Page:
Farming is About Community

Some of the Demeter certified product which is becoming more
and more available, including at Whole foods.

Yesterday Donald and I attended the National Heirloom Expo at the Santa Rosa, CA, fairgrounds and sat in on two Demeter seminars. The room was packed in the seminar in which Grover Stock and Erik Ohlsen of Permaculture Artisans discussed how we can participate in restoring depleted soils. This included a discussion of carbon sequestering and was particularly interesting as they offered concrete suggestions on dealing with the magnitude of dying trees in our forests. (Our land is perhaps 75% forest, and, yes, trees are dying.)

There was excitement as Demeter Marketing Director Elizabeth Candelario recounted the history of Biodynamic agriculture  as well as its acceptance into the general public sector. Whole Foods is handling more and more Biodynamic products (including, we hope soon, our essential oil, hydrosols, and bathsalt.)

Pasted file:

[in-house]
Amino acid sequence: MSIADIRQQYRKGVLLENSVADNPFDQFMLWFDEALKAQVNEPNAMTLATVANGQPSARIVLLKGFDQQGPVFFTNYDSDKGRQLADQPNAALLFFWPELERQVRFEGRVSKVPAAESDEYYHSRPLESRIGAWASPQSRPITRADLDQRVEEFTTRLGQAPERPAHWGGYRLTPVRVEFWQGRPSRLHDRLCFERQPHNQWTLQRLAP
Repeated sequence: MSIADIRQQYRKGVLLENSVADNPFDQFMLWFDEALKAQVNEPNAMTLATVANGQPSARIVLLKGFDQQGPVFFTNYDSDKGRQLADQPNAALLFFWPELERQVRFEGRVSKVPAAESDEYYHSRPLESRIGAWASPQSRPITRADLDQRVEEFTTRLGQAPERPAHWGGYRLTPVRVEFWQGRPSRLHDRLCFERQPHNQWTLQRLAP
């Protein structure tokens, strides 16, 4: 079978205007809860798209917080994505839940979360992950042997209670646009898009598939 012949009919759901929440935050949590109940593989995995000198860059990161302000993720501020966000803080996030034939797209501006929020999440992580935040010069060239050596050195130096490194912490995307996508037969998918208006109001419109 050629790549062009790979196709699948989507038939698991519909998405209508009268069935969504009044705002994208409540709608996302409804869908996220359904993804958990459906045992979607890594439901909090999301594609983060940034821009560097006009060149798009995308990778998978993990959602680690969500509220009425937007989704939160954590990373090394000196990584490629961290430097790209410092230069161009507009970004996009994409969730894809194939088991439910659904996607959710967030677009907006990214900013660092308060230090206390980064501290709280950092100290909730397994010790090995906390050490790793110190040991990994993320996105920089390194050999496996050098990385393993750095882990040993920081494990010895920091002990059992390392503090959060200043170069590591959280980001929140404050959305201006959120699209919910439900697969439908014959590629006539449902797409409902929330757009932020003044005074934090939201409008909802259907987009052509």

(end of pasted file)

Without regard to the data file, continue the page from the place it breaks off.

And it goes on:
But for me, the community feeling of the meetings and the exhibit was most remarkable, and it restored me. Farming is about community. You work, and often with others. And then you gather, bringing what you have learned, or what you are puzzled about. How do we help our forests which badly need the fertilizing touch of fire? Yet, due to our ignorant, albeit well-meaning, practices of fire suppression, forest fires too often bring massive destruction of trees as well as the release of climate warming carbon dioxide. In such discussions as yesterday, concerns and ideas are shared. Agriculture (and forestry practices) as it has been practiced is part of the environmental problem, Elizabeth stated, but it can also be part of the solution.

Part of the solution is that gathering of minds and forces and the interconnections, for we are not only restoring soils and forests, but also our own souls.

The Heirloom Expo continues today and tomorrow. This link gives the schedule of free Biodynamic classes.